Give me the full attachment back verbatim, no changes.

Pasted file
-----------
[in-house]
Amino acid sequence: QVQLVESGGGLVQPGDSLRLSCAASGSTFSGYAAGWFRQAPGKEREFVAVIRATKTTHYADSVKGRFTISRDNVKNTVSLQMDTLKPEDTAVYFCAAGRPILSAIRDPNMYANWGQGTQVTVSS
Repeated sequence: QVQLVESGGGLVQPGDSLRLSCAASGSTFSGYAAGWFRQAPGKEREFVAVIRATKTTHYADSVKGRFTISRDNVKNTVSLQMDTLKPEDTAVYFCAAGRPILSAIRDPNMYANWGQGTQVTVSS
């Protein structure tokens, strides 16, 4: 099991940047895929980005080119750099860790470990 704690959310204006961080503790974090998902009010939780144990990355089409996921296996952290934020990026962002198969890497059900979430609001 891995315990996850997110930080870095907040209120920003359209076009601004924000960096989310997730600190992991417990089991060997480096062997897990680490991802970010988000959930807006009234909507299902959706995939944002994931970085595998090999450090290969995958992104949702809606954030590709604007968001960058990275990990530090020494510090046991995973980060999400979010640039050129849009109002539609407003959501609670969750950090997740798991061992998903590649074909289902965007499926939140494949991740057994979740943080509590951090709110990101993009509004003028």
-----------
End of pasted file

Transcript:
[in-house]
Amino acid sequence: QVQLVESGGGLVQPGDSLRLSCAASGSTFSGYAAGWFRQAPGKEREFVAVIRATKTTHYADSVKGRFTISRDNVKNTVSLQMDTLKPEDTAVYFCAAGRPILSAIRDPNMYANWGQGTQVTVSS
Repeated sequence: QVQLVESGGGLVQPGDSLRLSCAASGSTFSGYAAGWFRQAPGKEREFVAVIRATKTTHYADSVKGRFTISRDNVKNTVSLQMDTLKPEDTAVYFCAAGRPILSAIRDPNMYANWGQGTQVTVSS
């Protein structure tokens, strides 16, 4: 099991940047895929980005080119750099860790470990 704690959310204006961080503790974090998902009010939780144990990355089409996921296996952290934020990026962002198969890497059900979430609001 891995315990996850997110930080870095907040209120920003359209076009601004924000960096989310997730600190992991417990089991060997480096062997897990680490991802970010988000959930807006009234909507299902959706995939944002994931970085595998090999450090290969995958992104949702809606954030590709604007968001960058990275990990530090020494510090046991995973980060999400979010640039050129849009109002539609407003959501609670969750950090997740798991061992998903590649074909289902965007499926939140494949991740057994979740943080509590951090709110990101993009509004003028």